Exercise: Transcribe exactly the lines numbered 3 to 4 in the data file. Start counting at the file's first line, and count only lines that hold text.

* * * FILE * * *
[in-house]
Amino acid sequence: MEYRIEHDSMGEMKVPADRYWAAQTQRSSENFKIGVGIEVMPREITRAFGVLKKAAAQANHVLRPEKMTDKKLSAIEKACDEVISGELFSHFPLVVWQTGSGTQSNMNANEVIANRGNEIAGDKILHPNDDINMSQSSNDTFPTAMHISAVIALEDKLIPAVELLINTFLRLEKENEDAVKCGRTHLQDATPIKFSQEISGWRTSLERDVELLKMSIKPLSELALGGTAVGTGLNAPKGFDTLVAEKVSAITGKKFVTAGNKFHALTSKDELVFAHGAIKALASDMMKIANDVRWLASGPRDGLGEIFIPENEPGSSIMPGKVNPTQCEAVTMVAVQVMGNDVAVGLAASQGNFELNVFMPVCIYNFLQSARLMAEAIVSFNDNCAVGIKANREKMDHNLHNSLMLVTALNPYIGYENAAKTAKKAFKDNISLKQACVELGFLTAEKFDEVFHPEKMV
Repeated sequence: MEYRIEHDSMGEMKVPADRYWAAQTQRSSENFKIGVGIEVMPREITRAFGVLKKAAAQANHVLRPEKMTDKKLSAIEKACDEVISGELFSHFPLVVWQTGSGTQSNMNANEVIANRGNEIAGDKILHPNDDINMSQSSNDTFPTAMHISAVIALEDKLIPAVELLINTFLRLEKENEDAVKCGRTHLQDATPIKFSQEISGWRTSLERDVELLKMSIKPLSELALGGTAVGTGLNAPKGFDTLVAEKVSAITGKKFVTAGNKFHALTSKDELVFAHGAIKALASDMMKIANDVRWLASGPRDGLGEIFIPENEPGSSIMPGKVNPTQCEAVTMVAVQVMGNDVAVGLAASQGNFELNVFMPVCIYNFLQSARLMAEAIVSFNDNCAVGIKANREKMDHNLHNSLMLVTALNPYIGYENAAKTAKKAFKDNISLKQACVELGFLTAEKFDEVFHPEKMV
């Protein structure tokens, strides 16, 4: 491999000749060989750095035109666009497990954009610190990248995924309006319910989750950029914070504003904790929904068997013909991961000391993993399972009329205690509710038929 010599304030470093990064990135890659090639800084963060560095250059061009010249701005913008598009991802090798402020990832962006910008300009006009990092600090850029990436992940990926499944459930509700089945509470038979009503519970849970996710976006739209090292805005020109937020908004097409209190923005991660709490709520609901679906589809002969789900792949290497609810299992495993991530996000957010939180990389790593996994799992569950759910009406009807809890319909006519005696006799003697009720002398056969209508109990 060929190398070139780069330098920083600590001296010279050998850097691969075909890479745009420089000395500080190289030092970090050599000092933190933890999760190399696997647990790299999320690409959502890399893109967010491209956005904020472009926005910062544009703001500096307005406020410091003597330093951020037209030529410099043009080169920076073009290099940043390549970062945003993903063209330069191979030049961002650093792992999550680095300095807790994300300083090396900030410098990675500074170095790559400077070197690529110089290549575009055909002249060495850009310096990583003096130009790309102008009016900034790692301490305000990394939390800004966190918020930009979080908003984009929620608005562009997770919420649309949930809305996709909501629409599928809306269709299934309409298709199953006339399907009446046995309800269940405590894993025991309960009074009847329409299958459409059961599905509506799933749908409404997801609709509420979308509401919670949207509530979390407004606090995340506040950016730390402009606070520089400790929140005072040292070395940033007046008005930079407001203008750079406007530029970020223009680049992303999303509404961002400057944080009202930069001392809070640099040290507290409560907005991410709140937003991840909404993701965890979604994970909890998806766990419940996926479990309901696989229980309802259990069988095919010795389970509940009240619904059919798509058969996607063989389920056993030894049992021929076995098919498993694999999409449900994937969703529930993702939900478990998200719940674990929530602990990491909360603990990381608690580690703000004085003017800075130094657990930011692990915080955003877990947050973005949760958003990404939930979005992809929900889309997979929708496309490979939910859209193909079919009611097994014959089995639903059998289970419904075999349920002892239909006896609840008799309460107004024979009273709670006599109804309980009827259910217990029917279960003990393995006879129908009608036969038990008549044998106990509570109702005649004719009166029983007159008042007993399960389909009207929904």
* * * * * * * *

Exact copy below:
Repeated sequence: MEYRIEHDSMGEMKVPADRYWAAQTQRSSENFKIGVGIEVMPREITRAFGVLKKAAAQANHVLRPEKMTDKKLSAIEKACDEVISGELFSHFPLVVWQTGSGTQSNMNANEVIANRGNEIAGDKILHPNDDINMSQSSNDTFPTAMHISAVIALEDKLIPAVELLINTFLRLEKENEDAVKCGRTHLQDATPIKFSQEISGWRTSLERDVELLKMSIKPLSELALGGTAVGTGLNAPKGFDTLVAEKVSAITGKKFVTAGNKFHALTSKDELVFAHGAIKALASDMMKIANDVRWLASGPRDGLGEIFIPENEPGSSIMPGKVNPTQCEAVTMVAVQVMGNDVAVGLAASQGNFELNVFMPVCIYNFLQSARLMAEAIVSFNDNCAVGIKANREKMDHNLHNSLMLVTALNPYIGYENAAKTAKKAFKDNISLKQACVELGFLTAEKFDEVFHPEKMV
């Protein structure tokens, strides 16, 4: 491999000749060989750095035109666009497990954009610190990248995924309006319910989750950029914070504003904790929904068997013909991961000391993993399972009329205690509710038929 010599304030470093990064990135890659090639800084963060560095250059061009010249701005913008598009991802090798402020990832962006910008300009006009990092600090850029990436992940990926499944459930509700089945509470038979009503519970849970996710976006739209090292805005020109937020908004097409209190923005991660709490709520609901679906589809002969789900792949290497609810299992495993991530996000957010939180990389790593996994799992569950759910009406009807809890319909006519005696006799003697009720002398056969209508109990 060929190398070139780069330098920083600590001296010279050998850097691969075909890479745009420089000395500080190289030092970090050599000092933190933890999760190399696997647990790299999320690409959502890399893109967010491209956005904020472009926005910062544009703001500096307005406020410091003597330093951020037209030529410099043009080169920076073009290099940043390549970062945003993903063209330069191979030049961002650093792992999550680095300095807790994300300083090396900030410098990675500074170095790559400077070197690529110089290549575009055909002249060495850009310096990583003096130009790309102008009016900034790692301490305000990394939390800004966190918020930009979080908003984009929620608005562009997770919420649309949930809305996709909501629409599928809306269709299934309409298709199953006339399907009446046995309800269940405590894993025991309960009074009847329409299958459409059961599905509506799933749908409404997801609709509420979308509401919670949207509530979390407004606090995340506040950016730390402009606070520089400790929140005072040292070395940033007046008005930079407001203008750079406007530029970020223009680049992303999303509404961002400057944080009202930069001392809070640099040290507290409560907005991410709140937003991840909404993701965890979604994970909890998806766990419940996926479990309901696989229980309802259990069988095919010795389970509940009240619904059919798509058969996607063989389920056993030894049992021929076995098919498993694999999409449900994937969703529930993702939900478990998200719940674990929530602990990491909360603990990381608690580690703000004085003017800075130094657990930011692990915080955003877990947050973005949760958003990404939930979005992809929900889309997979929708496309490979939910859209193909079919009611097994014959089995639903059998289970419904075999349920002892239909006896609840008799309460107004024979009273709670006599109804309980009827259910217990029917279960003990393995006879129908009608036969038990008549044998106990509570109702005649004719009166029983007159008042007993399960389909009207929904």